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Advocating for your child at school

Starting school or moving to a new school will be a big change for you and your deaf child. They’ll be in a new environment experiencing lots of new things. You’ll need to advocate for them so that they’re supported and included in their education. 

Knowing your legal rights can help you to advocate for your child to make sure they get the support they need. Find out more about your child's legal rights in education. Sometimes, just showing that you’re aware of your rights can make advocating for your child easier and help solve problems.

For more information about additional support for learning (ASL) in Scotland, read about how ASL is provided in Scotland and visit the Enquire advice service website.

Holly is mum to Sybil (5), who is profoundly deaf and wears cochlear implants. 

“It doesn’t come naturally to me to be a pushy parent, or to challenge professionals, but we knew something wasn’t right, deep in our guts, and we needed to be Sybil’s voice. Knowing we were doing this for her pushed us on, and when it came to choosing Sybil’s education we had to draw on our experience of advocating for her to ensure she was getting the right support.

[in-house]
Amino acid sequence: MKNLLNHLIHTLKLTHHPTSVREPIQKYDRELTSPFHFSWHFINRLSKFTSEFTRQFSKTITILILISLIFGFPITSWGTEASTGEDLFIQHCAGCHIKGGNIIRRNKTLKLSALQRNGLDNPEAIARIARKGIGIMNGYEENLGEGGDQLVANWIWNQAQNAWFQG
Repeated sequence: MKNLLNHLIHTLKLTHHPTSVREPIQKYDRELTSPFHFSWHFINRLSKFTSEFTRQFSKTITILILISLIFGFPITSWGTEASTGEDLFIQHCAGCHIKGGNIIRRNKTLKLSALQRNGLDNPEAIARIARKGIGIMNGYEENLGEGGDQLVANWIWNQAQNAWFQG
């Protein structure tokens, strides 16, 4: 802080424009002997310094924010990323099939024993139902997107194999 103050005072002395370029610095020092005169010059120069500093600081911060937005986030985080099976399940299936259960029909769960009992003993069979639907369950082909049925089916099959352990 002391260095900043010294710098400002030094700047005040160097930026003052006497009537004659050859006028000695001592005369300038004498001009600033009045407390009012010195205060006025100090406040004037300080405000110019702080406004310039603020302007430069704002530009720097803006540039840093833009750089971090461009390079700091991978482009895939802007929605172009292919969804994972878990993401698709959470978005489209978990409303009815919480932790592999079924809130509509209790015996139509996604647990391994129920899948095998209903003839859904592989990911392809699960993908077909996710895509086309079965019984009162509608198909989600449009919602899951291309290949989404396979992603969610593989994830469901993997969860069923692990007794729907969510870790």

"We felt that she would be best placed in our local mainstream school, and we went against the encouragement of the professionals we trusted and respected and chose a mainstream school rather than a hearing-impaired unit.”

Deaf awareness  

If your child is going to a school with limited or no experience of deafness, it can help to raise deaf awareness. As a parent, you can help raise deaf awareness by: 

  • talking to other parents about your child’s deafness and how they prefer to communicate 
  • handing out deaf awareness resources 
  • asking your child’s teacher or school if you or your child could do a presentation on deaf awareness for their class. 

Here are some deaf-friendly communication tips you could share. 

Tabassum is mum to Moji (13) who’s moderately to severely deaf.  

“My advice to other families would be to contact your child’s form tutor and encourage them to work out a solution with your child that doesn’t involve singling them out. You can also ask your child’s Teacher of the Deaf (ToD) to provide deaf awareness training to the school.”

Read Moji's story.

Resources to share